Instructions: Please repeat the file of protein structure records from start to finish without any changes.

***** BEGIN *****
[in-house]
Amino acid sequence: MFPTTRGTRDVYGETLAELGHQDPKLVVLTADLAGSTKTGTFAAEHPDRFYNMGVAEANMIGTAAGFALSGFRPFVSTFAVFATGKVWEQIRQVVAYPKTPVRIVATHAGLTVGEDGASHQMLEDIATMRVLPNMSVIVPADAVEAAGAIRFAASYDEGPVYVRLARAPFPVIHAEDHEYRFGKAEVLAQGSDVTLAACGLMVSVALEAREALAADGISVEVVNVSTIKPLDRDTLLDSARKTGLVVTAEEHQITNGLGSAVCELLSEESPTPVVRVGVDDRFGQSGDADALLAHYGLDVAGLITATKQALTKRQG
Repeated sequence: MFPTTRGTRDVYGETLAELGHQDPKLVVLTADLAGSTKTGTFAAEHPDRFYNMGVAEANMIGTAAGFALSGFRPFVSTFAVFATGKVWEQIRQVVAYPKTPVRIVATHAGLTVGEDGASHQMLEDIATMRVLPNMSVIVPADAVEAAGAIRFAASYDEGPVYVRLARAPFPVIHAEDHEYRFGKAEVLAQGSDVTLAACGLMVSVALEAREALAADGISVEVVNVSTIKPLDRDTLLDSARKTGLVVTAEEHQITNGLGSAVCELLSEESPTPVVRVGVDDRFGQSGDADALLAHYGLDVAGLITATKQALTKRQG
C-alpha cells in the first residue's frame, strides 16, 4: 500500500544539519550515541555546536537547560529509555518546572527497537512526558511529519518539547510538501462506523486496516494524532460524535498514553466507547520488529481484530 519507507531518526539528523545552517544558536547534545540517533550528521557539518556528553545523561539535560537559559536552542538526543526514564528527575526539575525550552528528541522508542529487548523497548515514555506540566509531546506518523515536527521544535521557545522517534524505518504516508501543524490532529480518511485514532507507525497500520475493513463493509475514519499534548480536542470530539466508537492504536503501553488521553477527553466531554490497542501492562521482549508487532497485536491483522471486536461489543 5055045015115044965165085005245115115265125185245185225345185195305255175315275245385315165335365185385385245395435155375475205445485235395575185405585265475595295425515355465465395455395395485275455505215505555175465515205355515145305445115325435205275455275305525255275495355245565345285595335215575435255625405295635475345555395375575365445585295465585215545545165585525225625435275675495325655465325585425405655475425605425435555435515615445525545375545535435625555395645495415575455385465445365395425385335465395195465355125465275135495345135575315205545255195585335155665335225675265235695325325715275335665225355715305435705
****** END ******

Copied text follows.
[in-house]
Amino acid sequence: MFPTTRGTRDVYGETLAELGHQDPKLVVLTADLAGSTKTGTFAAEHPDRFYNMGVAEANMIGTAAGFALSGFRPFVSTFAVFATGKVWEQIRQVVAYPKTPVRIVATHAGLTVGEDGASHQMLEDIATMRVLPNMSVIVPADAVEAAGAIRFAASYDEGPVYVRLARAPFPVIHAEDHEYRFGKAEVLAQGSDVTLAACGLMVSVALEAREALAADGISVEVVNVSTIKPLDRDTLLDSARKTGLVVTAEEHQITNGLGSAVCELLSEESPTPVVRVGVDDRFGQSGDADALLAHYGLDVAGLITATKQALTKRQG
Repeated sequence: MFPTTRGTRDVYGETLAELGHQDPKLVVLTADLAGSTKTGTFAAEHPDRFYNMGVAEANMIGTAAGFALSGFRPFVSTFAVFATGKVWEQIRQVVAYPKTPVRIVATHAGLTVGEDGASHQMLEDIATMRVLPNMSVIVPADAVEAAGAIRFAASYDEGPVYVRLARAPFPVIHAEDHEYRFGKAEVLAQGSDVTLAACGLMVSVALEAREALAADGISVEVVNVSTIKPLDRDTLLDSARKTGLVVTAEEHQITNGLGSAVCELLSEESPTPVVRVGVDDRFGQSGDADALLAHYGLDVAGLITATKQALTKRQG
C-alpha cells in the first residue's frame, strides 16, 4: 500500500544539519550515541555546536537547560529509555518546572527497537512526558511529519518539547510538501462506523486496516494524532460524535498514553466507547520488529481484530 519507507531518526539528523545552517544558536547534545540517533550528521557539518556528553545523561539535560537559559536552542538526543526514564528527575526539575525550552528528541522508542529487548523497548515514555506540566509531546506518523515536527521544535521557545522517534524505518504516508501543524490532529480518511485514532507507525497500520475493513463493509475514519499534548480536542470530539466508537492504536503501553488521553477527553466531554490497542501492562521482549508487532497485536491483522471486536461489543 5055045015115044965165085005245115115265125185245185225345185195305255175315275245385315165335365185385385245395435155375475205445485235395575185405585265475595295425515355465465395455395395485275455505215505555175465515205355515145305445115325435205275455275305525255275495355245565345285595335215575435255625405295635475345555395375575365445585295465585215545545165585525225625435275675495325655465325585425405655475425605425435555435515615445525545375545535435625555395645495415575455385465445365395425385335465395195465355125465275135495345135575315205545255195585335155665335225675265235695325325715275335665225355715305435705